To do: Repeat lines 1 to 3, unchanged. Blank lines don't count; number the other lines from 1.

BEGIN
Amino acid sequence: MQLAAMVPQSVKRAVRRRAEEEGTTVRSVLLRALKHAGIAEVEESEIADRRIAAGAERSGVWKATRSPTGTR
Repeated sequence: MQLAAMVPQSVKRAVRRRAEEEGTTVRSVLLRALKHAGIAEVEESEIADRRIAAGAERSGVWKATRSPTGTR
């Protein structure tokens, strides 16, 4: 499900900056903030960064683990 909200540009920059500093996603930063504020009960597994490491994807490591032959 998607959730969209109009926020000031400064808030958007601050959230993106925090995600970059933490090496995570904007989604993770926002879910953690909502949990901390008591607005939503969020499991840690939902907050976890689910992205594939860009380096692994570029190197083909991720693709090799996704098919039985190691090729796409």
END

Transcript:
Amino acid sequence: MQLAAMVPQSVKRAVRRRAEEEGTTVRSVLLRALKHAGIAEVEESEIADRRIAAGAERSGVWKATRSPTGTR
Repeated sequence: MQLAAMVPQSVKRAVRRRAEEEGTTVRSVLLRALKHAGIAEVEESEIADRRIAAGAERSGVWKATRSPTGTR
């Protein structure tokens, strides 16, 4: 499900900056903030960064683990 909200540009920059500093996603930063504020009960597994490491994807490591032959 998607959730969209109009926020000031400064808030958007601050959230993106925090995600970059933490090496995570904007989604993770926002879910953690909502949990901390008591607005939503969020499991840690939902907050976890689910992205594939860009380096692994570029190197083909991720693709090799996704098919039985190691090729796409």